Scheinerman textbook sections 20-27, 29, 35-37

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Department
Math
Course
MATH-UA 120
Professor
Ray Yang
Semester
Fall

Description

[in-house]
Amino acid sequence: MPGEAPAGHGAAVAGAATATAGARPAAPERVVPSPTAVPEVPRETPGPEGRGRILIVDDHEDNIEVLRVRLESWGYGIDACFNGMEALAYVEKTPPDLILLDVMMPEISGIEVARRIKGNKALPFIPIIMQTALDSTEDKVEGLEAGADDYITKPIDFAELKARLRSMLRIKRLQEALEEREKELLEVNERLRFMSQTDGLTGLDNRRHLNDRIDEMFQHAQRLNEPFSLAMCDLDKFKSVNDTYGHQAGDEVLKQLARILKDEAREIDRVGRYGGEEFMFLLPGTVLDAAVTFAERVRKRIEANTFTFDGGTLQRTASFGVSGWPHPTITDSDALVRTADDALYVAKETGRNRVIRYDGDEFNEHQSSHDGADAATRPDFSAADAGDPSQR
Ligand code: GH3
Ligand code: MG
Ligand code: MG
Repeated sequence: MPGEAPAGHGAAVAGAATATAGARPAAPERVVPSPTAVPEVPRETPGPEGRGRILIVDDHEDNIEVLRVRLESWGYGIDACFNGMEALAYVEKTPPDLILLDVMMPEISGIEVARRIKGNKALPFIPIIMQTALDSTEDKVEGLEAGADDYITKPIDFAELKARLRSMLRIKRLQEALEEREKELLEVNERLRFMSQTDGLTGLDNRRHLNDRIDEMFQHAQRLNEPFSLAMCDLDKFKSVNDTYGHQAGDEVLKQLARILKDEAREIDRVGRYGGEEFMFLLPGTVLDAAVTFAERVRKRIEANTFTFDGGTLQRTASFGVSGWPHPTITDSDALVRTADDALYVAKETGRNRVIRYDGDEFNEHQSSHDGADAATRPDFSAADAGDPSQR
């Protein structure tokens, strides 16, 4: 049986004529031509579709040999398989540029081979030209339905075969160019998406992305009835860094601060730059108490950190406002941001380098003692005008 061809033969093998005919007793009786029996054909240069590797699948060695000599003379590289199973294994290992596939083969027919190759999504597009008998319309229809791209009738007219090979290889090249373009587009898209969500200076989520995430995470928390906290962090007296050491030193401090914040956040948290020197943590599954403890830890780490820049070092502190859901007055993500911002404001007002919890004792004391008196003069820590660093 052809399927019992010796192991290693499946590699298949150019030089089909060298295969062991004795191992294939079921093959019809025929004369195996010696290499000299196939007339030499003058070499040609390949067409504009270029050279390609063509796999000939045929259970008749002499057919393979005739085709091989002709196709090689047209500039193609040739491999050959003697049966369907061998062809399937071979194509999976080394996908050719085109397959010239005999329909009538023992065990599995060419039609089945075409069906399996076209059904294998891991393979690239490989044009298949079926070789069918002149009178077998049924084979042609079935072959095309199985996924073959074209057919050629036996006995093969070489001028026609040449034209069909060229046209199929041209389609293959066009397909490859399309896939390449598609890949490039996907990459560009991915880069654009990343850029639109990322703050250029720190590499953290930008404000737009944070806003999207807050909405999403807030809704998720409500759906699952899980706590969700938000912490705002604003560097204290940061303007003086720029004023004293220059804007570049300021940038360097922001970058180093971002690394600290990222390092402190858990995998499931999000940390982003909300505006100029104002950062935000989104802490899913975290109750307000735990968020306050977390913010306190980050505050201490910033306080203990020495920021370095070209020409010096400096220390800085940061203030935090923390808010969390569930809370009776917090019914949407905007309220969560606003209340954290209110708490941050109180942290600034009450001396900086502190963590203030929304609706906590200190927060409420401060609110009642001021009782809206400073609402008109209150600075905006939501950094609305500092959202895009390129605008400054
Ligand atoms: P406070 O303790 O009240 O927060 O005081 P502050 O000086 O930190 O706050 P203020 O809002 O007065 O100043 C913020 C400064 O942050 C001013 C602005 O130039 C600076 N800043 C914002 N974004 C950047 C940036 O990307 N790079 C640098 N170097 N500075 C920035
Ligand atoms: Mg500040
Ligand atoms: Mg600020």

Kevin Jin 1 MATH-UA 120 Exam 2 Notes  Proof by contrapositive of “If , then ” o o Assume . …show is false… Therefore .  Proof by contradiction of “If , then ” combines direct proof and proof by contrapositive o o Assume . Suppose, for the sake of contradiction, . …show that there is a contradiction… . Therefore .  Proof by smallest counterexample of “If , then ” for is a specialized form of proof by contradiction o if and only if there is no counterexample i.e. o …Let the smallest number that would make sense in the problem, e.g. when working with indices, for all natural numbers, 5 if problem says , or 1 if problem says … Assume . Suppose, for the sake of contradiction, . Let * +, i.e. be the set of counterexamples to . Since we have supposed , . By the Well-Ordering Principle, contains a least element (i.e. is the smallest counterexample to ). We know that because is true for (rule out being the very smallest possibility). Thus, . Since , we see that is a natural number and smaller than and therefore is (consider an just smaller than , i.e. , and show that is ). …Manipulate the expression for so that is in there, e.g. add one to the result or substitute like in induction, and show that is also so that there is a contradiction… We find that is also true for although we supposed earlier that is true for .  Proof by induction of “If , then ” for is derived from proof by smallest counterexample o …Let the smallest number that would make sense in the problem, e.g. when working with indices, for all natural numbers, 5 if problem says , or 1 if problem says … Let * + Basis step: because… Inductive step: If then (by substituting identity forin ).  Proof by strong induction should be done when standard proof by induction does not suffice. Assumes all results before are true and not just result for o …Let the smallest number that would make sense in the problem, e.g. when working with indices, for all natural numbers, 5 if problem says , or 1 if problem says … Let * + Basis step: because… Inductive step: Assume result is true* + . Prove (by substituting identities for and ). Kevin Jin 2 MATH-UA 120 Exam 2 Notes o Useful for Fibonacci because standard induction only assumes is true when trying to prove , while Fibonacci needs and .  (Miscellaneous on sets) o To prove a set is empty: “Suppose, for the sake of contradiction, set is not empty. …” o To prove there is a unique element: “Suppose, for the sake of contradiction, two different objects , that satisfy the conditions. …” o Let be an equivalence relation on setand let . If , then| | | |  (Miscellaneous propositions) o , : exists unique with o No integer is both even and odd  Recurrence relations o First order:  Convert to closed form by formula, given : . /  Convert to closed form by solving system of equations, given:  Evaluate  General form: o Find and      o Second order:  Convert to closed form by solving system of equations, given and :  First find and o Substitute in recurrence function  o Multiply both sides by  o Solve the quadratic  √   √  General form: o If then Find and   Kevin Jin 3 MATH-UA 120 Exam 2 Notes   ( )  o if then Find and      o Second order:  Convert to closed form by solving system of equations, given and :  First find and o Forget and substitute in recurrence function  o Multiply both sides by  o Solve the quadratic  √  √   Evaluate  General form: o If then Find , , and        [ | ] o if Find , , and  Kevin Jin 4 MATH-UA 120 Exam 2 Notes       [ | ] o Josephus’s problem: , , . is the size of the circle and is the guy who survives. ,  Difference operator ( ) ( ) :: ( ) ∫ ( ) o Let be a sequence of numbers in which is given by a degree- polynomial in where . Then is a sequence given by a polynomial of degree  If a sequence is generated by a polynomial of degree , then is the all- zeros sequence o Derivative like properties;  ( )  ( ) o Let be a positive integer and . / . Then . / o Let and be sequences of numbers and let be a positive integer. Suppose that , , and , ) Then . o Let be a sequence of numbers. The terms can be expressed as polynomial expressions in if and only if there is a nonnegative integesuch that for all , we have . In this case, . / ( ). / ( ) . /  Basically, stop when  Functions ( ) ( ) o Function : Relation where  means is a function from to , or is a mapping from to  o Domain: * ( ) + * ( ) + o Codomain: , where is mapped to * + o Image: ( ) * ( ) + o One-to-one/injective: function is one-to-one if whenever( ) ( ) ,  Prove directly: Suppose ( ) ( ) … Therefore . Therefore is one-to- one  Prove by contrapositive: Suppose . … Therefore ( ) ( ). Therefore is one-to-one Kevin Jin 5 MATH-UA 120 Exam 2 Notes  Proof by contradiction: Suppose ( ) ( ) but . … . Therefore is one-to-one o Onto/surjective: function is onto if for every there is an where ( ) .  Prove directly: Let be an arbitrary element of . (show that there exists such that ( ) ) Therefore is onto.  Prove by set equality: (show that sets and are equal) o Bijective: is a bijection if it is both injective and surjective o Inverse function: for every ( ) ( )  is a function if and only ifis injective  and  For function , inverse relation is a function from to if and only if is bijective on
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